1. Buffers. All development must be setback a minimum of 100 feet from any identified important wildlife habitat area unless the Division of Wildlife specifies a greater distance based on the presence of specified wildlife species; and

2. Non-native vegetation. Only plant or animal species that are native to Larimer County or that are on an approved County landscaping list may be introduced on sites containing important wildlife habitat areas. To the maximum extent feasible, existing herbaceous and woody cover on sites must be maintained and removal of native vegetation must be minimized; and

3. Refuse disposal. Developments on sites containing important wildlife habitat, such as Black Bear, must utilize County approved animal-proof refuse disposal containers; and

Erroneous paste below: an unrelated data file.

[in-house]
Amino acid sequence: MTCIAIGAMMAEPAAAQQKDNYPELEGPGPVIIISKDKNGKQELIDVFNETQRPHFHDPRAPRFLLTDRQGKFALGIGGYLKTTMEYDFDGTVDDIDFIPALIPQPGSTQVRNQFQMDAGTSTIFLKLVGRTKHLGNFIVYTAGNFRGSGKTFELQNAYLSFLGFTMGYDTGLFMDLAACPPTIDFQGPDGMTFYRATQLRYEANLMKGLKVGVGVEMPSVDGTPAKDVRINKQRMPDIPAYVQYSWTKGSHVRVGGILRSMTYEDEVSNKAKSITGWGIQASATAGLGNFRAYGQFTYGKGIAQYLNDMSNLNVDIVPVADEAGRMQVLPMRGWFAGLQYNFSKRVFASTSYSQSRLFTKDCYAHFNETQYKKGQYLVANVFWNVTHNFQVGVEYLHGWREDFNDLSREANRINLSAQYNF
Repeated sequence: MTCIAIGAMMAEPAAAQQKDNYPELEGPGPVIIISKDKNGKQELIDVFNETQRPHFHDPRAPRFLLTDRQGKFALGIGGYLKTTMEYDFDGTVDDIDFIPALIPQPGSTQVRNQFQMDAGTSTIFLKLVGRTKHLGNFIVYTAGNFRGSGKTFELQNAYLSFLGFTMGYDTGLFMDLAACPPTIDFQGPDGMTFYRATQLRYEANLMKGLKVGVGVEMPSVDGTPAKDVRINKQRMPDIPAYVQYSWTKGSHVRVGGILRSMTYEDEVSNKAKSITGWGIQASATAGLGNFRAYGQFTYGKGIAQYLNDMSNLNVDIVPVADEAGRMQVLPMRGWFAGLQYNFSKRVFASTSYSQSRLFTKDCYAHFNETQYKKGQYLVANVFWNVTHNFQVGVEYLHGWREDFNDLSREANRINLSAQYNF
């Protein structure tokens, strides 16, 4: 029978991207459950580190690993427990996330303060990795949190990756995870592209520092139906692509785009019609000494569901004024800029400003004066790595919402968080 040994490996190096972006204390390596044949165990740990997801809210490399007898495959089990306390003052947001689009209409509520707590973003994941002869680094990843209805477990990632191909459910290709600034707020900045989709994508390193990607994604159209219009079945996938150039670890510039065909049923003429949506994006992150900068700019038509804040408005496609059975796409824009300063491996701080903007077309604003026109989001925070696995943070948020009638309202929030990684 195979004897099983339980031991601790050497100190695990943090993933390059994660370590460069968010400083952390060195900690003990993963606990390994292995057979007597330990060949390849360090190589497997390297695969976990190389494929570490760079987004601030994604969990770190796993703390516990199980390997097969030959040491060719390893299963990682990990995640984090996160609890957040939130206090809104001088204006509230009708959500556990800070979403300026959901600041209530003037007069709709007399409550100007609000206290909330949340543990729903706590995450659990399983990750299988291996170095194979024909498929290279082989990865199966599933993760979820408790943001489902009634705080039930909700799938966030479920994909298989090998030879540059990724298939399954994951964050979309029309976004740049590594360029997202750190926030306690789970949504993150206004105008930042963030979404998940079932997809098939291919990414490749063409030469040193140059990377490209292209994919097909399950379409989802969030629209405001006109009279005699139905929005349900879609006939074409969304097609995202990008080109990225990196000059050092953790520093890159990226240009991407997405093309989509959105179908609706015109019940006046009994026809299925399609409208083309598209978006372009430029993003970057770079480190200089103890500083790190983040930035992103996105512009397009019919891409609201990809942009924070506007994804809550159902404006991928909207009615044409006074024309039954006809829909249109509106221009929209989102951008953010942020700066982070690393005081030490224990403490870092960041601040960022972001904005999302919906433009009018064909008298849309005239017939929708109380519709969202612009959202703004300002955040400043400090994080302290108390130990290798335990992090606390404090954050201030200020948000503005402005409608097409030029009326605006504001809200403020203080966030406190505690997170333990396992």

4. Fencing. Fencing on sites containing important wildlife habitat cannot exceed four feet in height unless the Planning Director approves the fencing to confine permitted domestic animals or to protect permitted ornamental landscaping or gardens. The Planning Director will determine the type of fencing (materials, opacity, etc.) appropriate for the wildlife species on the site based on advice from the Division of Wildlife (Note: All fences over six (6) feet in height require a permit from the Building Department); and

5. Domestic Animals. Development applications for property which includes important wildlife habitat must include a plan with specified enforcement measures for the control of domestic animals and household pets. The plan must include provisions to prevent the harassment, disturbance and killing of wildlife and to prevent the destruction of important wildlife habitat; and